After boating season is over, many boat owners will take their vessel out of the water only to find that the propeller is covered in barnacles, tangled plants, fishing gear and other debris that accumulated over the course of the summer months.
While it's tempting to simply leave your props alone and ignore the gunk and slime that gathers, this can have an adverse effect on your boat's efficiency. All of that material on the prop blade will cause it to move less water when it is spinning, and you'll end up using more fuel to cover the same distance.
In this article we'll discuss some of the ways you can clear a fouled prop:
- Antifouling paint is sometimes applied to boat props while they're out of water for winter. You can apply it yourself, but many boatyards will do this work for you. This paint deters flora and fauna from gathering on the blades.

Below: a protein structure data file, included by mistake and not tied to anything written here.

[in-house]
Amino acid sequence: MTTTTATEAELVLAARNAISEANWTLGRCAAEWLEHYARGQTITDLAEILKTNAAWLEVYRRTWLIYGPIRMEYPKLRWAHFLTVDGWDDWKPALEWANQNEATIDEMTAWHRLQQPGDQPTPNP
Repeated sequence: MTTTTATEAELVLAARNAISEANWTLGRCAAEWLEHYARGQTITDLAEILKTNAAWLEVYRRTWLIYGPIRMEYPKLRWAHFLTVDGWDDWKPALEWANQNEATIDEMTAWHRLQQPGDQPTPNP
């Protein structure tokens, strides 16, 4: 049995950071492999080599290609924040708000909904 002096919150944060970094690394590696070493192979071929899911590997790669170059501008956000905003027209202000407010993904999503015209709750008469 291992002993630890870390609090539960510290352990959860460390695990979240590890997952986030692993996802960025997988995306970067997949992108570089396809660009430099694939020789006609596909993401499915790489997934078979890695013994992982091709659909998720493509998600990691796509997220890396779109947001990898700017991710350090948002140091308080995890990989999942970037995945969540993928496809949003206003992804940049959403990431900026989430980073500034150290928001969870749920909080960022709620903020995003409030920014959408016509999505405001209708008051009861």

- If your prop becomes entangled in some kind of fishing netting, such as a lobster trap, while you're underway, first stop the motor to assess the situation. With an outboard motor, you could tilt the engine up and untangle the netting by hand. For inboard engines, you can try running the motor in reverse to clear it.
If your prop becomes unusable or corrodes because of debris, it may be time to invest in a new one. There are many places to purchase new boat parts, but you'll find the most affordable prices and the best service if you shop at ePal.